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Saturday, January 19, 2019

U.S. Govt. Shutdown--Books, Records & Corporate Filings

By Cory Roberson, Principal of FIN Compliance and FIN Community 
By David McNeal, Contributor of My Compliance Blog 

Jan 25th Update (since time of this publication): President Trump signed a bill to pause the shutdown for 3-weeks.  SEC filing systems remained open during last shutdown.  

January 19, 2019.  In an unprecedented fashion, the government shutdown is undoubtedly creating a backlog of administrative delays for the Securities & Exchange Commission and its federal counterparts. 

This article summarizes an investment advisors’ general requirements during this period, which includes: record keeping, registration filings, financials, and/or corporate filing documentation.  This summary does not address all the potential regulatory obligations for firms, but it aims to shed light on the most common errors we see amongst the RIAs we work with.

2019 Government Shutdown/Filings (Update)

Officials providing shutdown guidance as it relates to the SEC’s Investment Adviser Registration Depository, or IARD, say the system “is operated pursuant to its contract and thus will remain fully functional and will continue to accept filings as long as funding for the contractor remains available through permitted means,” said in a notice posted by personnel with the SEC Division of Investment Management.

“Firms still can and should make all required filings (ADV or otherwise) with the SEC,” - Gail Bernstein, the Investment Adviser Association’s general counsel, told Think Advisor in an article published on 1/2/2019.

In his response to the SEC’s operations shutdown plan, Mr. Bernstein expressed, “I believe that all statutory and regulatory deadlines must be kept by [SEC] registrants (or applicants).”

As registered investment advisors continue to adhere to their Form ADV filing obligations during the government shutdown, the agency’s other divisions will be unable to conduct business as usual.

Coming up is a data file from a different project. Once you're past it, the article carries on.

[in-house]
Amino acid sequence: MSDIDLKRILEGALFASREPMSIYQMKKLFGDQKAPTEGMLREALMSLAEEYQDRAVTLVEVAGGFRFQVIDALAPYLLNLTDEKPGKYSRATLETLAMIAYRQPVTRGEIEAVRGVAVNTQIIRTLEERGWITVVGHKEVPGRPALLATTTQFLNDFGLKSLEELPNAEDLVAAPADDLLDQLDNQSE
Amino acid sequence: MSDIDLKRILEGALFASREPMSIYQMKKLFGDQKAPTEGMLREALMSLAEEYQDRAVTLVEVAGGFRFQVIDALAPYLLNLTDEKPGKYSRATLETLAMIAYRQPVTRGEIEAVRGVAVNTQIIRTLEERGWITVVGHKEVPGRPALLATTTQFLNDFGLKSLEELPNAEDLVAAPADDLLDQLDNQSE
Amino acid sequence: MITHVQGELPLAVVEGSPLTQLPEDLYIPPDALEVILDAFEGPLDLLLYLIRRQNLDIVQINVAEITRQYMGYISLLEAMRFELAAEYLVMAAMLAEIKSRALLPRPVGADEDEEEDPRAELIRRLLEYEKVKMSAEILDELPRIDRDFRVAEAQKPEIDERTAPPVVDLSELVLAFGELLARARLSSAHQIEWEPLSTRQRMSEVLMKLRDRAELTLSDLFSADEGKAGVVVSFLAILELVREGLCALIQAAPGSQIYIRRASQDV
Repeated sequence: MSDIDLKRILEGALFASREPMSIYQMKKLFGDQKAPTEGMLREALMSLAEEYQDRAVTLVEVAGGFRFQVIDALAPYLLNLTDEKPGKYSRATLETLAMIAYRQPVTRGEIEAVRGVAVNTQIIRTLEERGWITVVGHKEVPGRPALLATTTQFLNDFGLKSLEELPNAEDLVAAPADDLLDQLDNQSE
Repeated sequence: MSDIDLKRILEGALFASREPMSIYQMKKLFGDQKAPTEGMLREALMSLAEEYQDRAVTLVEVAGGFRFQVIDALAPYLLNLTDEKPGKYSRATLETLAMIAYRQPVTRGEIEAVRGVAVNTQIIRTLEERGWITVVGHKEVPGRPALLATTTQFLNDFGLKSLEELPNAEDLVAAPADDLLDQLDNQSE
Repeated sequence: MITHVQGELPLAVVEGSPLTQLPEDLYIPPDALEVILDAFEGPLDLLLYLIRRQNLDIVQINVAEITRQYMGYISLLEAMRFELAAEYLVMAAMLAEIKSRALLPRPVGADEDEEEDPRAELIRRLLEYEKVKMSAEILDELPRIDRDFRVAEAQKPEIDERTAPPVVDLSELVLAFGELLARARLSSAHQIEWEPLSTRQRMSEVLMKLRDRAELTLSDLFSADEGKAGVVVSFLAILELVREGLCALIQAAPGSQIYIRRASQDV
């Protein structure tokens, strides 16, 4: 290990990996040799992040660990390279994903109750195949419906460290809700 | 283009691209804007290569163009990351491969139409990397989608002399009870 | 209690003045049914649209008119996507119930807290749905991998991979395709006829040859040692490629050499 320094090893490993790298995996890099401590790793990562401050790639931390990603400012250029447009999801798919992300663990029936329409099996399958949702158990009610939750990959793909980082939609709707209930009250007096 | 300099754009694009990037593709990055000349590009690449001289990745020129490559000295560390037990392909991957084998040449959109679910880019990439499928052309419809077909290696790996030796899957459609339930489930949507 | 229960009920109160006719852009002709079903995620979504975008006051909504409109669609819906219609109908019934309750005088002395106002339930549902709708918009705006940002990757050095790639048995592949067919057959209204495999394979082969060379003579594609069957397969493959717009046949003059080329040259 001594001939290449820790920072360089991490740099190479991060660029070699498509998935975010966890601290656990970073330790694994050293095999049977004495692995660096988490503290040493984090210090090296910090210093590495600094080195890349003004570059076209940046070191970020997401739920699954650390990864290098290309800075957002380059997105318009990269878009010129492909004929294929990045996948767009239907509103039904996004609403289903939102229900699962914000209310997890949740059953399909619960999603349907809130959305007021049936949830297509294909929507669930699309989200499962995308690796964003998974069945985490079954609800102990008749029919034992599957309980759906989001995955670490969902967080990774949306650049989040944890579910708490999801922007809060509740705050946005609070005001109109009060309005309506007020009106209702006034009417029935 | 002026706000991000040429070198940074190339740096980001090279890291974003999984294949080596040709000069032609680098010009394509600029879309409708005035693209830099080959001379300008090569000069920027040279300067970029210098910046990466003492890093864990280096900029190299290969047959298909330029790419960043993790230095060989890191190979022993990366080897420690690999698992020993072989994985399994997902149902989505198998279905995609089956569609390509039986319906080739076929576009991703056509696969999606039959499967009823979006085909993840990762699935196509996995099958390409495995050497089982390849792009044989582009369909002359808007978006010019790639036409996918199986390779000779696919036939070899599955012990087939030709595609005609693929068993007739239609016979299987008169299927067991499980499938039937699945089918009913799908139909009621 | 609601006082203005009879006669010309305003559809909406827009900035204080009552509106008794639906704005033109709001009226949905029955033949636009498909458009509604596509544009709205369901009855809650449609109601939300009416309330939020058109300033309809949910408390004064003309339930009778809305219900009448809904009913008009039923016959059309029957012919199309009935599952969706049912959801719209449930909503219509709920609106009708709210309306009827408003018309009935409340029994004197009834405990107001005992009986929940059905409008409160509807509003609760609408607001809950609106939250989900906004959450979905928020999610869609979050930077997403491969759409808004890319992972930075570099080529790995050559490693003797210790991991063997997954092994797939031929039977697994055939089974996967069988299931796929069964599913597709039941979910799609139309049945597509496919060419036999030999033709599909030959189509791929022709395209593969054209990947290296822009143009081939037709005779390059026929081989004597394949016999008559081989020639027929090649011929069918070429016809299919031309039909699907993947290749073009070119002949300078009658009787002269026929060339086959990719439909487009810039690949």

Corporate/Tax Filings with the State

All firms must file its business documents in the state or county where it conducts activities.  These activities can be based on: (1) the type of business, (2) whether the firm holds an office in a particular jurisdiction, and/or (3) those who receive compensation in a location. 

Filings also vary by business type.  For example, a sole proprietorship or “independent contractor” may be required to file for a: (1) business license or (2) “Doing Business As” (DBA) in the county where its activities are located.

A Limited Liability Corporation (LLC), Sub-Chapter S  (S-Corp), or Incorporation (C-Corp) is a bit more complex.  In these situations, a business may need a combination of: (1) Corporate filings; (2) Business Licenses, (3) Articles of Incorporation, and more at the state level.   

All firms operating in a “other business name” may need to file a DBA at the county level.

Federal corporate filings (tax exemptions--501(c)3 and other IRS entities) are still delayed due to backup from the past government shutdown.

Where to File Corporate documents (applies to all business types)

Most business documents are available on the websites of the state or county jurisdictions where the firm conducts its operations.  All business types can either mail, fax, or complete filing forms online.  Some documents may require an annual renewal fee or tax.  

Corporations, contractors, and certain investment fund types carry additional tax/audit documentation to be filed with various parties - contact a tax/audit professional to discuss your filing needs.  

Lastly, maintaining corporate documents is important as its your firm’s first line of proof for operating a legal business at the state tax/corporate level.  In addition, SEC and state securities regulators may check your firm’s corporate documents to ensure that each advisor is addressing its initial requirements for conducting business.  Note: We are compiling a corporate filing resource for our paid users of RIA Review, our compliance management system.